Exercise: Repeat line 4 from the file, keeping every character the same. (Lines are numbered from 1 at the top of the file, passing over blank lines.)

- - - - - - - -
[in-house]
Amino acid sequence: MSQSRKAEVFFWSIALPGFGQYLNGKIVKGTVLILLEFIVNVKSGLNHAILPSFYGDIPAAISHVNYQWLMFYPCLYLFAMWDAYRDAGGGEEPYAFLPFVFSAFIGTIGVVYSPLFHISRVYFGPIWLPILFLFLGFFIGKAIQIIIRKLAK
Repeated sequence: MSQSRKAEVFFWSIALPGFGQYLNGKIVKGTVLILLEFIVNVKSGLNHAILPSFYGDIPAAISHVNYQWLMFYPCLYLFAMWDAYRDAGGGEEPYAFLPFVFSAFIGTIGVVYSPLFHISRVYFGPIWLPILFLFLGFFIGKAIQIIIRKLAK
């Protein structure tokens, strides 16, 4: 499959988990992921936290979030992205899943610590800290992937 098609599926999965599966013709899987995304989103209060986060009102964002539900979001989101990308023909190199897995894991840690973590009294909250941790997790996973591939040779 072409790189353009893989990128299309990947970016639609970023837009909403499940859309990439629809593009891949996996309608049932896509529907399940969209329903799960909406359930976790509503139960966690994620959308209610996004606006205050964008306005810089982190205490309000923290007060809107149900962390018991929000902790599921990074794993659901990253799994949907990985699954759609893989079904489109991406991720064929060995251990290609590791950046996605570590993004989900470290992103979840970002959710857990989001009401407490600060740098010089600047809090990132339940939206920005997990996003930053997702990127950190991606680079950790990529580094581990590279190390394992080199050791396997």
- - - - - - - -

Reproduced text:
């Protein structure tokens, strides 16, 4: 499959988990992921936290979030992205899943610590800290992937 098609599926999965599966013709899987995304989103209060986060009102964002539900979001989101990308023909190199897995894991840690973590009294909250941790997790996973591939040779 072409790189353009893989990128299309990947970016639609970023837009909403499940859309990439629809593009891949996996309608049932896509529907399940969209329903799960909406359930976790509503139960966690994620959308209610996004606006205050964008306005810089982190205490309000923290007060809107149900962390018991929000902790599921990074794993659901990253799994949907990985699954759609893989079904489109991406991720064929060995251990290609590791950046996605570590993004989900470290992103979840970002959710857990989001009401407490600060740098010089600047809090990132339940939206920005997990996003930053997702990127950190991606680079950790990529580094581990590279190390394992080199050791396997």